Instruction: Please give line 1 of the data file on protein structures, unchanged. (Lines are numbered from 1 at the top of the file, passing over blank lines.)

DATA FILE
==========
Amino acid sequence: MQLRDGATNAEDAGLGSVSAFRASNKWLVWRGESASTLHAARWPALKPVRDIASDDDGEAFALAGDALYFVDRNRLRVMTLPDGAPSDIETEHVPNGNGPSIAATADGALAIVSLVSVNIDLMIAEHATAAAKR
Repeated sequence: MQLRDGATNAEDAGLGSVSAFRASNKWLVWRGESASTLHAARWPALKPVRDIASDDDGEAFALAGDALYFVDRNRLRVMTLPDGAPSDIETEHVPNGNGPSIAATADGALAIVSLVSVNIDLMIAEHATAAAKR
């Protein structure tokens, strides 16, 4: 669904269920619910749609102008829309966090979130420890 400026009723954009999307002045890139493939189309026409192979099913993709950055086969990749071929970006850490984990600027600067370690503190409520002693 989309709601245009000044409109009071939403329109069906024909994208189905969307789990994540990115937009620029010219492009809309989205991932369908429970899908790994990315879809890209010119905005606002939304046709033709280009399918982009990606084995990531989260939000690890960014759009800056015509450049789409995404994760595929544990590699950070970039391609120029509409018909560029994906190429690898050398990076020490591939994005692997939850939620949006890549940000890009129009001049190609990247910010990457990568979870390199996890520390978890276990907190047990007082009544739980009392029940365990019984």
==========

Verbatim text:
Amino acid sequence: MQLRDGATNAEDAGLGSVSAFRASNKWLVWRGESASTLHAARWPALKPVRDIASDDDGEAFALAGDALYFVDRNRLRVMTLPDGAPSDIETEHVPNGNGPSIAATADGALAIVSLVSVNIDLMIAEHATAAAKR